Look for wide beams, typically more than 30”.

Keep in mind as well that all kayaks exhibit two stages of stability, both of which are affected by beam and hull design.

Primary stability - This is a measure of how hard it is to rock a kayak up onto its edge. A ‘yak with high primary stability will give you the sense of solid footing, whereas a boat with low primary stability will feel tippy.

For touring and whitewater kayakers, low primary stability can be a good thing, allowing them to lean into waves, for instance. But for angling, a solid feel underfoot is critical.

Secondary stability - This is a measure of how hard it is to overturn a kayak when it’s keeled over due to a “failure” of primary stability. Essentially, this tells you how hard it is to roll your kayak once you have it rocking up on edge.

For angling, high secondary stability is important. Flipping your ‘yak loaded with tackle is never a good thing.

In general, anglers want high primary and secondary stability, and manufacturers understand this. The kayaks on our list score exceptional marks on both, making it relatively easy to fish from your feet without worries.

Pedal drive vs. paddle: why no drive options on our list

Pedal drives and electric motors are increasingly common add-ons to kayaks--and that makes a ton of sense.

I’m a pretty strong paddler, and there’s no way I can paddle a ‘yak at the same speed as I can pedal one. Moreover, the longer the distance, the more clear that difference becomes. Add current, tide, or wind to the mix, and the pedal drive simply gets better and better.

So why aren’t there any drive options on our list?

The answer is simple: they’re darn hard to cast around.

If you’re an experienced fly angler, you already know that you’ll be stripping yards of line prior to your cast. On the river, that line just coils harmlessly into the water, ready to launch itself onto your rod and into the air as you work your casting magic.

But on a kayak, that same line is going to fall to your feet. And with a pedal drive equipped, you’ve basically dropped a line-catching obstacle in the worst possible place.

If you think this won’t snag on a pedal drive, you’re kidding yourself!

For conventional tackle, that drive isn’t a problem, and many--perhaps even most--anglers would do well to consider a pedal drive. But for fly angling, it’s a disaster in the making.

That’s why you won’t see kayak manufacturers posting videos of pedal drives and fly fishing. You’ll notice it’s almost always standard tackle.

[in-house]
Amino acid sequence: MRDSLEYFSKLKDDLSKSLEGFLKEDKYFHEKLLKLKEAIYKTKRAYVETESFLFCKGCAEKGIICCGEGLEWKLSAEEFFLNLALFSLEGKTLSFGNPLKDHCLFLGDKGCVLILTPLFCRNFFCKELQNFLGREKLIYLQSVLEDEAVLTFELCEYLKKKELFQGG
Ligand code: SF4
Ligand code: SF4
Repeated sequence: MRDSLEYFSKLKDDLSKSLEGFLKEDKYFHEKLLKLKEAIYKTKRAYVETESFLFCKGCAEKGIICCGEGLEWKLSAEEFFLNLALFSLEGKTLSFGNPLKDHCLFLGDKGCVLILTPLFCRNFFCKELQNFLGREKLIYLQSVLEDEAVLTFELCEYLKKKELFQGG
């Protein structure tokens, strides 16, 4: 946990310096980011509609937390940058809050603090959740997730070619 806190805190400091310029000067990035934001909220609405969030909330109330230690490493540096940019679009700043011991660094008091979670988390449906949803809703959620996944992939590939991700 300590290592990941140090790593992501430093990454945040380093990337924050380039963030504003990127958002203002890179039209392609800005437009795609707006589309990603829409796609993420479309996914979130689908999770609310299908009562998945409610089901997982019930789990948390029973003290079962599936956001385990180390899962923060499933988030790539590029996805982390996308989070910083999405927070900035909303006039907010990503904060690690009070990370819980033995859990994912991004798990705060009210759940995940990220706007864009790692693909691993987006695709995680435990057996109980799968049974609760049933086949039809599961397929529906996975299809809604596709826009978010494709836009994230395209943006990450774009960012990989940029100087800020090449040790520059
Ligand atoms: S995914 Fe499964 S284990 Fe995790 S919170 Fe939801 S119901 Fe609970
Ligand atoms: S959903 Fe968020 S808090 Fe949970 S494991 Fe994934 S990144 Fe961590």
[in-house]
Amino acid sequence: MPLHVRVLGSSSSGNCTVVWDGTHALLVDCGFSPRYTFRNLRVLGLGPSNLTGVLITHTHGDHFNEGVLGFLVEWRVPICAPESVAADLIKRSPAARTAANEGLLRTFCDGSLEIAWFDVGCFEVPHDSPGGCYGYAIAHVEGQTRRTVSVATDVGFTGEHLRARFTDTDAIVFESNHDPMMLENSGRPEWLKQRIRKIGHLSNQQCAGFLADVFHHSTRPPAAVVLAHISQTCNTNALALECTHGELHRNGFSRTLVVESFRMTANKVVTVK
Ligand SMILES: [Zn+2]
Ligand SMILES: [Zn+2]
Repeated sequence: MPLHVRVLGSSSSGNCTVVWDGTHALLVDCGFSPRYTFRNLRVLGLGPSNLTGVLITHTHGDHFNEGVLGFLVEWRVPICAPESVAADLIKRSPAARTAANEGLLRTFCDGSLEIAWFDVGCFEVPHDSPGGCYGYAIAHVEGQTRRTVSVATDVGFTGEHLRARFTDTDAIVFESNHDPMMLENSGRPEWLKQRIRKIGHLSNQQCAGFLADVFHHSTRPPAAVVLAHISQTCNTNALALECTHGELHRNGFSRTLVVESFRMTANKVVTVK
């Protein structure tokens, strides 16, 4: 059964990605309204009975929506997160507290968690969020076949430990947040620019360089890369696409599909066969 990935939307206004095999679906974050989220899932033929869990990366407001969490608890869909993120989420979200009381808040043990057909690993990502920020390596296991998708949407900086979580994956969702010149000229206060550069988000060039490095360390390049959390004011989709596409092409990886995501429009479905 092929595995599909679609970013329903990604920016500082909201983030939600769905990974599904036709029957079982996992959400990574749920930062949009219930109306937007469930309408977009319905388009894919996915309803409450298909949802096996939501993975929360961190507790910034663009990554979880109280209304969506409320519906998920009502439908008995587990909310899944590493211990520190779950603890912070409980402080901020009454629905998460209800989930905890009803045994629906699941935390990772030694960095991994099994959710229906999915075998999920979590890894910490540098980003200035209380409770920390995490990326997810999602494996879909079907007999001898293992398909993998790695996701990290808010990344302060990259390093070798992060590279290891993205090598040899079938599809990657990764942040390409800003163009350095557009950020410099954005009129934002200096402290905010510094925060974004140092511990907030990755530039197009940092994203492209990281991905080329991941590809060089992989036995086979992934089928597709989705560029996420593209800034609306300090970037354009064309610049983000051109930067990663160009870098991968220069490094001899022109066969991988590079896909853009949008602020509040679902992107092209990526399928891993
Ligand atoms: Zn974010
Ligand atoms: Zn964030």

When they do, it looks like lots and lots of editing to cut out the inevitable issues:

Pay close attention to 3:48:

It looks to me like he gets hung up on the pedal drive--as expected--and then the camera cuts away from the cast!

The rest of the casting is done from the seated position, where the pedal drive won’t get in the way as much.

Pedal drives also get heavy, leading to another issue.

Light enough to portage?

If you’re fly fishing in the salt or on a pond or lake, kayak weight isn’t going to be a huge issue.

Yes, it can make loading and unloading a ‘yak cumbersome--maybe even a two-person job. And yeah, you’ll probably want a trolly to roll your boat to and from the water.

But plenty of fly anglers fish streams and rivers that are rocky and shallow, demanding portages from time to time.

And that’s when weight can just kill your day.

If I know I’ll be portaging my kayak on my favorite river, I’m looking for weight I can handle. And that means a light seating system, no pedal drive, and as little excess as I can manage.

That doesn’t mean low performance; it just means emphasizing an economy of weight to performance.

Clear deck

As I emphasized when discussing pedal drives, pretty much anything that can snag fly line will.

It just doesn’t get any better than this!

It’s irritatingly common, and everything from cannon rod mounts to foot pegs has an appetite for line that seems to get worse at critical moments.

Fly anglers need an ultra-clean deck with as little to cause a snag as possible. Companies like Jackson Kayak have really thought this through, up to and including redesigning foot pegs to make them snag-free.


More is almost always better! If you’re new to fishing, you may underestimate how much gear you’ll be packing. Line, lures, rods, fishfinders, batteries, coolers, livewells, get the idea!

Look for kayaks that have ample stern wells, easily accessible hatches, and plenty of space for accessories. Some even come with removable trays and other cool features that allow you to stow and organize your gear.

Seat Comfort 

After spending hours on your ‘yak, you’ll really appreciate a well-designed seat.

The best seating systems are easy to install and remove, offer quick adjustments for seating positions and height, and really put comfort first.

They offer support for your lower back and plenty of ventilation to keep you cool.

Final Thoughts

Every kayak on our list is a winner, and if you’re a fly angler looking for a bat that can get you to the fish, there’s simply no wrong answer here!

We hope that this article has helped you make a more informed choice, and as always, we’d love to hear from you!

Please leave a comment below.

About The Author
Born and raised in Cleveland, Ohio, Pete grew up fishing on the Great Lakes. Whether he's casting a line in a quiet freshwater stream or battling a monster bass, fishing is his true passion.